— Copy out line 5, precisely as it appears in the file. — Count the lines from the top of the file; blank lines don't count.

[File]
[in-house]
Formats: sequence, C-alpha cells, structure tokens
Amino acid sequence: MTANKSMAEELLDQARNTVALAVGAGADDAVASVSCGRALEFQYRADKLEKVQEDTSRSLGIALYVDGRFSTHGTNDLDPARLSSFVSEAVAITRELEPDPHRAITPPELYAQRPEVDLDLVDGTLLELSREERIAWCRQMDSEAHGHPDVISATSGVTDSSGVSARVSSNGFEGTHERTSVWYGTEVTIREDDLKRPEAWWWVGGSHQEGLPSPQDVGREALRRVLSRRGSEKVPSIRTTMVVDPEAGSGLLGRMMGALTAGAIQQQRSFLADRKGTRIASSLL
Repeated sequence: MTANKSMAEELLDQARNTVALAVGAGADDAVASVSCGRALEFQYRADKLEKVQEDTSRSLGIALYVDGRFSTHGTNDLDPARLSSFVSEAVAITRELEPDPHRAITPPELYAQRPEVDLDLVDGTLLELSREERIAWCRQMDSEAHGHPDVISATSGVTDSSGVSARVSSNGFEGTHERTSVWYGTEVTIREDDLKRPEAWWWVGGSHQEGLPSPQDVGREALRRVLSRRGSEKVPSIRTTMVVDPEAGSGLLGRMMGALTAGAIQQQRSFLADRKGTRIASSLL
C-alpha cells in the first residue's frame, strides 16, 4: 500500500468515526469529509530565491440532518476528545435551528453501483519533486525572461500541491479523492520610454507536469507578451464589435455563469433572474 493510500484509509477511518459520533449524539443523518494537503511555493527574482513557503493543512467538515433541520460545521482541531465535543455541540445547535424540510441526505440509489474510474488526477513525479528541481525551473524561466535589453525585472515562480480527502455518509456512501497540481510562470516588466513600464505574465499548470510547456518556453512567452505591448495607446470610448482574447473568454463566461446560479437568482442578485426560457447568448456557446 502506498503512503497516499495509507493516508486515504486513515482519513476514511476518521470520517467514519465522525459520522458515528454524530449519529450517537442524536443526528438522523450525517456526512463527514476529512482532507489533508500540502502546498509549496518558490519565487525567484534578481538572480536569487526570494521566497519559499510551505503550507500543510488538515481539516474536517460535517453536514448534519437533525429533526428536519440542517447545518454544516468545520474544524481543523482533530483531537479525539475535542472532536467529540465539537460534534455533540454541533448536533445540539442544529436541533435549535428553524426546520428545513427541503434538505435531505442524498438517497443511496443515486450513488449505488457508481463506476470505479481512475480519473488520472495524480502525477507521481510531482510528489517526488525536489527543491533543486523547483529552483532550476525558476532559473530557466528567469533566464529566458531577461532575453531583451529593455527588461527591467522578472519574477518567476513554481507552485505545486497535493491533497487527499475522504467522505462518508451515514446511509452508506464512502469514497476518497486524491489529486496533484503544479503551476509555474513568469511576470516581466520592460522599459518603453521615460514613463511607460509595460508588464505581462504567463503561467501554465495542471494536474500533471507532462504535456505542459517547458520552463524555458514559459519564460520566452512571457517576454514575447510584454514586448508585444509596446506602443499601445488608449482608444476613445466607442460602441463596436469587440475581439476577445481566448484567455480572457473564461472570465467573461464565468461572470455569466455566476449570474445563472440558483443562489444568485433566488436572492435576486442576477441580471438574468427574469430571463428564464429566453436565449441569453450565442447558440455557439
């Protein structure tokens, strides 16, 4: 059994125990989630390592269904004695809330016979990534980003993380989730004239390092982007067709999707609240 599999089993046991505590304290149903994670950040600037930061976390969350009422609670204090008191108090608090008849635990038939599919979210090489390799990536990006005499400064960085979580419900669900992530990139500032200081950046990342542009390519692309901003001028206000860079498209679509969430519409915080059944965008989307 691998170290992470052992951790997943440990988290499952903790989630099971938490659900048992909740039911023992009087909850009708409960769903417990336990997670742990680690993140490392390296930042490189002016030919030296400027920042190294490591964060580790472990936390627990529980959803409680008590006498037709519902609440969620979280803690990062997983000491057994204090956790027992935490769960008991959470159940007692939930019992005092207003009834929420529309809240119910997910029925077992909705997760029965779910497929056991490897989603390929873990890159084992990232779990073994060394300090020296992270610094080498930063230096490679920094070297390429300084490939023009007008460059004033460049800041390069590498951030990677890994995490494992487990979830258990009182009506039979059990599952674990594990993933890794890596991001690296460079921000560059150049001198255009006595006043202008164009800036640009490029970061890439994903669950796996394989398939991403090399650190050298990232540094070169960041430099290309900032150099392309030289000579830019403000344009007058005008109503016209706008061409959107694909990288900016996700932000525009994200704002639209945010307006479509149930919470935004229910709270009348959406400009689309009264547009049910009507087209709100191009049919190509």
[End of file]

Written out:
C-alpha cells in the first residue's frame, strides 16, 4: 500500500468515526469529509530565491440532518476528545435551528453501483519533486525572461500541491479523492520610454507536469507578451464589435455563469433572474 493510500484509509477511518459520533449524539443523518494537503511555493527574482513557503493543512467538515433541520460545521482541531465535543455541540445547535424540510441526505440509489474510474488526477513525479528541481525551473524561466535589453525585472515562480480527502455518509456512501497540481510562470516588466513600464505574465499548470510547456518556453512567452505591448495607446470610448482574447473568454463566461446560479437568482442578485426560457447568448456557446 502506498503512503497516499495509507493516508486515504486513515482519513476514511476518521470520517467514519465522525459520522458515528454524530449519529450517537442524536443526528438522523450525517456526512463527514476529512482532507489533508500540502502546498509549496518558490519565487525567484534578481538572480536569487526570494521566497519559499510551505503550507500543510488538515481539516474536517460535517453536514448534519437533525429533526428536519440542517447545518454544516468545520474544524481543523482533530483531537479525539475535542472532536467529540465539537460534534455533540454541533448536533445540539442544529436541533435549535428553524426546520428545513427541503434538505435531505442524498438517497443511496443515486450513488449505488457508481463506476470505479481512475480519473488520472495524480502525477507521481510531482510528489517526488525536489527543491533543486523547483529552483532550476525558476532559473530557466528567469533566464529566458531577461532575453531583451529593455527588461527591467522578472519574477518567476513554481507552485505545486497535493491533497487527499475522504467522505462518508451515514446511509452508506464512502469514497476518497486524491489529486496533484503544479503551476509555474513568469511576470516581466520592460522599459518603453521615460514613463511607460509595460508588464505581462504567463503561467501554465495542471494536474500533471507532462504535456505542459517547458520552463524555458514559459519564460520566452512571457517576454514575447510584454514586448508585444509596446506602443499601445488608449482608444476613445466607442460602441463596436469587440475581439476577445481566448484567455480572457473564461472570465467573461464565468461572470455569466455566476449570474445563472440558483443562489444568485433566488436572492435576486442576477441580471438574468427574469430571463428564464429566453436565449441569453450565442447558440455557439